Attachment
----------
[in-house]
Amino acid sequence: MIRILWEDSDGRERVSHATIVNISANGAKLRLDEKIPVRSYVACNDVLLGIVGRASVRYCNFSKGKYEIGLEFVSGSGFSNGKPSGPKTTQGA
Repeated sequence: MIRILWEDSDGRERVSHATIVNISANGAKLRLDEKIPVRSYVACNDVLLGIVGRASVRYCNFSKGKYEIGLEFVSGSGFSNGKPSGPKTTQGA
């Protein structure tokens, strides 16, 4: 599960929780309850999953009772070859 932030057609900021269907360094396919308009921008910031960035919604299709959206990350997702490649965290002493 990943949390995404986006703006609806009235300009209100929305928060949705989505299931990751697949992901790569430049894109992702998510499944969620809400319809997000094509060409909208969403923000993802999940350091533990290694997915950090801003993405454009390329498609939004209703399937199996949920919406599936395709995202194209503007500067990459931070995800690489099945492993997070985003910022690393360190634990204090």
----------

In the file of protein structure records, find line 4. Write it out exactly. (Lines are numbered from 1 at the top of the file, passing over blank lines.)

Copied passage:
């Protein structure tokens, strides 16, 4: 599960929780309850999953009772070859 932030057609900021269907360094396919308009921008910031960035919604299709959206990350997702490649965290002493 990943949390995404986006703006609806009235300009209100929305928060949705989505299931990751697949992901790569430049894109992702998510499944969620809400319809997000094509060409909208969403923000993802999940350091533990290694997915950090801003993405454009390329498609939004209703399937199996949920919406599936395709995202194209503007500067990459931070995800690489099945492993997070985003910022690393360190634990204090």